"Hospital-Based Clinicians Lack Knowledge and Comfort in Initiating Medications for Opioid Use Disorder: Opportunities for Training Innovation"
Article Authors: Andrea Jakubowski, Sumeet Singh-Tan, Kristine Torres-Lockhart, Shadi Nahvi, Melissa Stein, Aaron Fox, and Tiffany Lu
Article Link: https://ascpjournal.biomedcentral.com/articles/10.1186/s13722-023-00386-x
Write-up by IRIS team members: Victoria Barreira
This article explores factors that may contribute to hospital medical staff underutilizing medications for opioid use disorder (MOUD) for their patients. By examining staff’s knowledge, attitudes, and motivations towards patients with OUD based on whether they had or had not initiated MOUD for patients in the last year, authors aimed to identify quality improvement initiatives to improve patient care.
Survey responses using a measure developed by the study authors were collected from a sample of 143 hospital staff. Participants came from specialties such as internal medicine and family medicine, and roles including attending physicians, physician assistants, and nurse practitioners.
Results showed that 55% had initiated patient MOUD within the last year (recent initiators), with 36% reporting initiation of buprenorphine and 35% initiating methadone. Only 17% of the entire sample were comfortable or very comfortable initiating buprenorphine. Staff who were recent MOUD initiators reported higher levels of comfort in initiating methadone. A greater proportion of recent physician initiators stated that buprenorphine can be used to treat withdrawal.
Recent MOUD initiation was significantly related to factors including staff’s knowledge, comfort, and attitudes towards patients with OUD. For example, there were positive statistical associations found between recent initiation and 1) staff’s belief that treating OUD is more effective with MOUD than without, and 2) staff’s working to increase their knowledge of OUD.
Though researchers found that motivation to initiate MOUD was high, staff identified these top barriers: experience with this practice, lack of training, and the need for more addiction specialist support. To address these obstacles, researchers suggested staff and systems level interventions. These included development of protocols for MOUD initiation as well as use of peer recovery coaches and patient navigation programs. Specialized training and consultation, specifically interactive small group workshops with one-on-one coaching, were also recommended. Prior research supports these steps as effective ways to develop staff motivation, confidence, skill, and ultimately their practice in initiating this life saving and evidence-based practice.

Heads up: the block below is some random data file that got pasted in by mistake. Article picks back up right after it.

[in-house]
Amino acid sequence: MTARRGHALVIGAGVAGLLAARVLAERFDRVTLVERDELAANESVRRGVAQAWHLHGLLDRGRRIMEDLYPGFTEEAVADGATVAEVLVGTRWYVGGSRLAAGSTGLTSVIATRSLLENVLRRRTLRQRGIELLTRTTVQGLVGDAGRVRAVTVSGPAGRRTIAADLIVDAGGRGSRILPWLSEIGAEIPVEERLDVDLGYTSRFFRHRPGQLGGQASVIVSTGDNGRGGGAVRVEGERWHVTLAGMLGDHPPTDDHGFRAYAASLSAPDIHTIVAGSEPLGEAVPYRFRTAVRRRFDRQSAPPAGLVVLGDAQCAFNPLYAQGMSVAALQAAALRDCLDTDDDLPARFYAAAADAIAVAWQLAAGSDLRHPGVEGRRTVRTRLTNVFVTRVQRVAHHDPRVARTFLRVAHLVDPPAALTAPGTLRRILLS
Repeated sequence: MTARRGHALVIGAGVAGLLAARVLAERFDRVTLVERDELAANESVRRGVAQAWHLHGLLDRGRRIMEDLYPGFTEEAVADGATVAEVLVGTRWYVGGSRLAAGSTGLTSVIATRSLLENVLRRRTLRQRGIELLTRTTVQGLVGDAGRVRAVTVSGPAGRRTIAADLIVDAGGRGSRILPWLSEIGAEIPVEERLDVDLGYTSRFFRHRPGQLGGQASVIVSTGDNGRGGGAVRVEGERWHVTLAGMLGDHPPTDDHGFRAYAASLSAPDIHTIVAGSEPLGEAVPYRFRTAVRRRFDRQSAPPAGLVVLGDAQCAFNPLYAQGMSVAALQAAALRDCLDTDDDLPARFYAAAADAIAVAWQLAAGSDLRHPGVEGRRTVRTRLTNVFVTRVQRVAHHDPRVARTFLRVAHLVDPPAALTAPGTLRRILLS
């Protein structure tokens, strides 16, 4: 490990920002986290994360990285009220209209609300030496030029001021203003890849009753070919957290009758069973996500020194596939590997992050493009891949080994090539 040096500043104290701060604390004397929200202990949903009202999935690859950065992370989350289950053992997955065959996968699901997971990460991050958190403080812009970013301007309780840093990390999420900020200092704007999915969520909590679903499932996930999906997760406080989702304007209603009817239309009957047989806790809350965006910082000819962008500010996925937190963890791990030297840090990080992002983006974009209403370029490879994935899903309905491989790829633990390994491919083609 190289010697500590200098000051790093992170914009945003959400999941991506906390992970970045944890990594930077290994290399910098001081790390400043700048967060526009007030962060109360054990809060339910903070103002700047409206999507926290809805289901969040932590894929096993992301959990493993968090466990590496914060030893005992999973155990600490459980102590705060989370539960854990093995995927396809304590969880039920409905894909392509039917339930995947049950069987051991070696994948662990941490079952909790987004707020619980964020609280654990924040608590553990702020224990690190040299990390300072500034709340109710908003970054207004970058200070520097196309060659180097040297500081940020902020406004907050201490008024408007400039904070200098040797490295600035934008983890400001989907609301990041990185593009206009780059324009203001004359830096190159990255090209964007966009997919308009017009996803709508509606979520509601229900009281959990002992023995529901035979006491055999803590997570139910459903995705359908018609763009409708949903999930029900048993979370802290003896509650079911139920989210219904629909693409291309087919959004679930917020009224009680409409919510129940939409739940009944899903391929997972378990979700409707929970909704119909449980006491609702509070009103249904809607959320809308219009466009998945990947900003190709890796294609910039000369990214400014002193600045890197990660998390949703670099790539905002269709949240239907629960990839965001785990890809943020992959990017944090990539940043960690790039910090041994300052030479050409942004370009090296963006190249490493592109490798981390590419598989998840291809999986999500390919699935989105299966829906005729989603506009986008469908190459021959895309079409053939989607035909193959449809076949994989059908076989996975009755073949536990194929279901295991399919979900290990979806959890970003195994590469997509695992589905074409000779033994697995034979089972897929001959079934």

The Mosaic Group’s Reverse the Cycle (RTC) program is one resource to support greater use of MOUD. Results from IRIS funded research indicated that exposure to the RTC model improved emergency department staff attitudes towards patients with OUD can be found here.
Jakubowski, A., Singh-Tan, S., Torres-Lockhart, K., Nahvi, S., Stein, M., Fox, A. D., Lu, T. (2023). Hospital-based clinicians lack knowledge and comfort in initiating medications for opioid use disorder: opportunities for training innovation. Addiction Science & Clinical Practice, 18(1), 31. https://doi.org/10.1186/s13722-023-00386-x